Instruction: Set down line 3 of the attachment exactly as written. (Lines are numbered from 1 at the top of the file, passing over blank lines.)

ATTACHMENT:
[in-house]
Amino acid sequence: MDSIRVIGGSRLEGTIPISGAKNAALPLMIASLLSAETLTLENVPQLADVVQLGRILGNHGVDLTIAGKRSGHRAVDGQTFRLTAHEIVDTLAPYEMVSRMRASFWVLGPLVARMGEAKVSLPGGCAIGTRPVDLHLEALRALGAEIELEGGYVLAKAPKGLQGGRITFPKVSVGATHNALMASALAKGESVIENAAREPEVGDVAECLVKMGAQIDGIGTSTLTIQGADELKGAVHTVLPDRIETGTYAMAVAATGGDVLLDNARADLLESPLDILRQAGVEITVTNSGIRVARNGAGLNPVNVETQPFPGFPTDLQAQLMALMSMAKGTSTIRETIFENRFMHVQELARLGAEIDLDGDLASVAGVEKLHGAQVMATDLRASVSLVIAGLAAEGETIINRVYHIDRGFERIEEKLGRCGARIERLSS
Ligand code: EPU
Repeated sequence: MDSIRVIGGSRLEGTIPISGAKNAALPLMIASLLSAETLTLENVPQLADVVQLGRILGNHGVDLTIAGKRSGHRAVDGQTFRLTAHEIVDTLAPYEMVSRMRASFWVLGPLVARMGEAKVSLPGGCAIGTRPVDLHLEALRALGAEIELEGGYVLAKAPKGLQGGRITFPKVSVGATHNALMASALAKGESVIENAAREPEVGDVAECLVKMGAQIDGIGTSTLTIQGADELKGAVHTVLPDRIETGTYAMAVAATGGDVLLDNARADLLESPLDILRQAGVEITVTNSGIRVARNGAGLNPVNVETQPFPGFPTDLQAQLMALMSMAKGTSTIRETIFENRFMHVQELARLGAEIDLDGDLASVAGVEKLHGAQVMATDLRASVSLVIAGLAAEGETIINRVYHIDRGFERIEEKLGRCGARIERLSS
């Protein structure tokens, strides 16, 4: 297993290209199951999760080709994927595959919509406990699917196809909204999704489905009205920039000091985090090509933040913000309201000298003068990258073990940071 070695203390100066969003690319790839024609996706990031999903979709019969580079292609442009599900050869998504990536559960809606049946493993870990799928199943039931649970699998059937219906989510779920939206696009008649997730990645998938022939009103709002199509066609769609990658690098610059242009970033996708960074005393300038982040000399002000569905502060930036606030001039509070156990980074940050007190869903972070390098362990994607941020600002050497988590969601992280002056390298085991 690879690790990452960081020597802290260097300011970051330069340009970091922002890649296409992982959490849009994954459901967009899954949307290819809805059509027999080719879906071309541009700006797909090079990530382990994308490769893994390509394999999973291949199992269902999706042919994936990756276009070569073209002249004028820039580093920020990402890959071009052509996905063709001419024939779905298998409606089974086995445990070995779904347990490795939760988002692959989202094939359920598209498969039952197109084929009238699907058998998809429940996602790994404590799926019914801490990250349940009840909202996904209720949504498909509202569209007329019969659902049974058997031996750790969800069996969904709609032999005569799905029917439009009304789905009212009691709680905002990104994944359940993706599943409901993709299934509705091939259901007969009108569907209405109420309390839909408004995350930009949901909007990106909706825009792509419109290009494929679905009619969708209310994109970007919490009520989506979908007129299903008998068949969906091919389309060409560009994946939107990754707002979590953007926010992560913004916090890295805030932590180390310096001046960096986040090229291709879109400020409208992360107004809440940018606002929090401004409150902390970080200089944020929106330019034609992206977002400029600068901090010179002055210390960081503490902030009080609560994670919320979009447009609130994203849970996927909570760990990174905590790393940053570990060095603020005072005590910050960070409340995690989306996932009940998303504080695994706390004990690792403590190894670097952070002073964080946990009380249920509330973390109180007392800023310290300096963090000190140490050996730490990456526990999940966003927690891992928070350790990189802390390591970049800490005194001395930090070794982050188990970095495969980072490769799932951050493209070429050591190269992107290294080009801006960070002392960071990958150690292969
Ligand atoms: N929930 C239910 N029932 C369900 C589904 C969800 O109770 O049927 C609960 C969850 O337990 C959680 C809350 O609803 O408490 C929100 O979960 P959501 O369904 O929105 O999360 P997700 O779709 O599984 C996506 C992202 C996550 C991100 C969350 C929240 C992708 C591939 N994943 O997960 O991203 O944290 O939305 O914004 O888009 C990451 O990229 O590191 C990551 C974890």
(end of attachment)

Ligand code: EPU